The Fear Factor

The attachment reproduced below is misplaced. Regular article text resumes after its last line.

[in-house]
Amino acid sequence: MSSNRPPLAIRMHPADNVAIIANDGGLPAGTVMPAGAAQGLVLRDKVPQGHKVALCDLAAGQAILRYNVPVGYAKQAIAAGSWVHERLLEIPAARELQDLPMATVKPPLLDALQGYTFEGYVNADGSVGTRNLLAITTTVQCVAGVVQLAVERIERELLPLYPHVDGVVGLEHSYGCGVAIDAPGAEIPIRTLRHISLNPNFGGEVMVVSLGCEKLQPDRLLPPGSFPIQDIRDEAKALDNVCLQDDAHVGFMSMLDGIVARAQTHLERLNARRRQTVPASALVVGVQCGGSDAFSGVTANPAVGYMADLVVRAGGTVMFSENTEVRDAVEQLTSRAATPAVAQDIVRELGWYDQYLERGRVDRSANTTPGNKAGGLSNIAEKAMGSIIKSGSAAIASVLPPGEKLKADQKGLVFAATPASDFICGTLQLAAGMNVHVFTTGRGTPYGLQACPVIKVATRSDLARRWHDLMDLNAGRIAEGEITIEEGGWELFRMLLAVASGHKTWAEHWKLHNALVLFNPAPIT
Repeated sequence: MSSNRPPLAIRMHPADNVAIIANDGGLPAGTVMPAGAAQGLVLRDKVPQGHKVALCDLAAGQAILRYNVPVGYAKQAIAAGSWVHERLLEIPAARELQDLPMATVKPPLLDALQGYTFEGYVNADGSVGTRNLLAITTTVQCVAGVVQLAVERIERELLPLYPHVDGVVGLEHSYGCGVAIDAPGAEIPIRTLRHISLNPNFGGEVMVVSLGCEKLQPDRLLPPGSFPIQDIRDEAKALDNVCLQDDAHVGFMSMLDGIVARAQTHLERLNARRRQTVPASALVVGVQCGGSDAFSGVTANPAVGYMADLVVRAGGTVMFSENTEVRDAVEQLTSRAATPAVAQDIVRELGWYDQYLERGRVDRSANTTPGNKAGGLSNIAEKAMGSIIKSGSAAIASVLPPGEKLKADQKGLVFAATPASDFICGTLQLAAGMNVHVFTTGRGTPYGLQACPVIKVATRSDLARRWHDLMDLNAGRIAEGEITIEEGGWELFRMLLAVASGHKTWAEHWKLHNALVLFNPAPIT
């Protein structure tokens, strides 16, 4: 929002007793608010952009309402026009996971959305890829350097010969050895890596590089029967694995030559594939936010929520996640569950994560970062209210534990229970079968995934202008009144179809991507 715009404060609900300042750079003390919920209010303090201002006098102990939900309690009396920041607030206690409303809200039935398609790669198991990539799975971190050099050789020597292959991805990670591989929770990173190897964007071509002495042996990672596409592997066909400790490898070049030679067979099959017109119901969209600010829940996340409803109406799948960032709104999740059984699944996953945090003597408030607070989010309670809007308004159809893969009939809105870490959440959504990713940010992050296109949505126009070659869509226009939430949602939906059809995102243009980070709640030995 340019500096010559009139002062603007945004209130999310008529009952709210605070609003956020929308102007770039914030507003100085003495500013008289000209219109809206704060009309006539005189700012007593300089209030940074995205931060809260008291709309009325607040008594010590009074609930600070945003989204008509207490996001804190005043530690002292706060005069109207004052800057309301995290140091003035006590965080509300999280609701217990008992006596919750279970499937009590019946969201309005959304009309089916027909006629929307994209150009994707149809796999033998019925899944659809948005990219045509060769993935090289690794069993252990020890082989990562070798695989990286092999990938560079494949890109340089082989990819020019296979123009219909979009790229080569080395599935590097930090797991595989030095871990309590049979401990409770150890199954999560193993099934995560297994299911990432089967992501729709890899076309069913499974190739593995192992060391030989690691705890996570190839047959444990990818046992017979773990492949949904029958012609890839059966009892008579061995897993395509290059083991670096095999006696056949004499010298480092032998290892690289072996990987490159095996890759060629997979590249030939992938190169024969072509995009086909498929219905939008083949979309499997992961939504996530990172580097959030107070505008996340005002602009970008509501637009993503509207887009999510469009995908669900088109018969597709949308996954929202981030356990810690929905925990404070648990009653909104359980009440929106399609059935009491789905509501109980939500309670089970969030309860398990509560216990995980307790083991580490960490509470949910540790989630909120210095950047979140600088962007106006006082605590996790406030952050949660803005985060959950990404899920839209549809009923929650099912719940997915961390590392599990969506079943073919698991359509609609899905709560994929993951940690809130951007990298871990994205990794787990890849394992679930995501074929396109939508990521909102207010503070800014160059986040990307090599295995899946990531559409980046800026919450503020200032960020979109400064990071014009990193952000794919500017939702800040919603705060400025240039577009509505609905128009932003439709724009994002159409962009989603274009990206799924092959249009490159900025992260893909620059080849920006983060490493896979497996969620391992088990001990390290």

A few days ago I walked into Nick Bowen’s ’06 room and found him having a political discussion with Anthony Reyes ’05. The two were talking about the different campaign methods of Democrats and Republicans in elections. Reyes characterized the Republicans’ tactics as “fear politics.” He pointed out that Republicans claim that Kerry is “soft” on terror and if elected, a terrorist attack would ensue. This was not the first time I have heard the accusation that Republicans are using “scare tactics.” I first heard the term when I broke down and paid $8.50 to see Fahrenheit 9/11. Filmmaker Michael Moore told audiences nationwide that the Bush Administration, from the war in Iraq to the color-coded terror levels, uses fear to mesmerize the American people so that it can further advance its political agenda without much turbulence. Since that tragic day in July, I have regularly heard the term used by liberals to describe Bush’s campaign. The notion that Bush is “scaring” people into voting for him is a complete sham – especially considering the hypocrisy the Democratic Party has shown in dealing with this matter. On Monday, Senator Edward Kennedy slammed Bush on Iraq’s progress. In a speech at George Washington University, Kennedy listed 13 reasons why Bush has not made the United States safer from the threat of terrorists. He demoralized soldiers by claiming, “US soldiers are in a quagmire with no end in sight.” But this was not the boldest of his statements. He also warned of a nuclear attack, stating, “The war in Iraq has made the mushroom cloud more likely, not less likely.” About Bush’s potential handling of nuclear war situations, he added, “It was a good thing Bush was not in charge during the Cuban missile crisis in 1962.” He made not only disquieting statements about our country’s servicemen, but he also claimed that having Bush in the White House only increases the chances of a nuclear attack. If this is not a “scare tactic,” I do not know what is. Last weekend, House Democratic Leader Nancy Pelosi delivered a response to Bush’s weekly radio address. After accusing members of Bush’s cabinet of trying to “instill fear into Americans,” Pelosi made a transparently two-faced comment. Pelosi accused the administration of failing to make America safer, and in the same breath, added that “Republicans should remember that the reason Osama bin Laden is still able to threaten the United States, three years after the September 11th attacks, is the utter failure of the Bush Administration to catch bin Laden and to destroy his terrorist network.” She also suggested that America would be much safer today if President Bush had kept his focus on Al Qaeda. Pelosi’s ridiculous comments that the President is not “focused” on Al Qaeda and that he failed at destroying bin Laden’s network of terror are attempts to frighten voters into believing that bin Laden and Al Qaeda are not being hunted. Just the thought that any House member believes such rhetoric is appalling. To make her own “scare tactics” more clear, she finished by claiming that for our “safety and prosperity,” we need John Kerry and a Democratic Congress. For the most part, those who accuse Bush of using fear as a tool have little substance to their arguments. For example, the most prominent accusation of fear tactics came recently when Vice President Dick Cheney was speaking in Iowa City. Democrats accused Cheney of saying that if John Kerry were to be elected in November, there would be a major terrorist attack on the United States. The Associated Press ran a story that opened, “Vice President Dick Cheney on Tuesday warned Americans about voting for Sen. John Kerry, saying that if the nation makes the wrong choice on Election Day it faces the threat of another terrorist attack.” If Cheney did in fact say this, it would be a clear scare tactic. But he did not. What papers like the AP do not want the reader to know is that it cut out the other half of Cheney’s sentence. Cheney’s full quote argues that if Kerry were elected, the next terrorist attack will be viewed according to a pre-9/11 mindset, and will consequently be treated as a criminal act rather than an act of war. Cheney’s actual statement clearly is not implying the meaning the Dems tried to give it. The realities that face us in this post-9/11 world are scary. Though liberals allege that the Republicans use this to their advantage, it is the Democrats that have once again have exposed their own hypocrisy. Not only is it they who have taken quotes and events out of context to create the fallacy that Bush uses fear as a tool, but also it is they who have yet to adhere to their own rhetoric.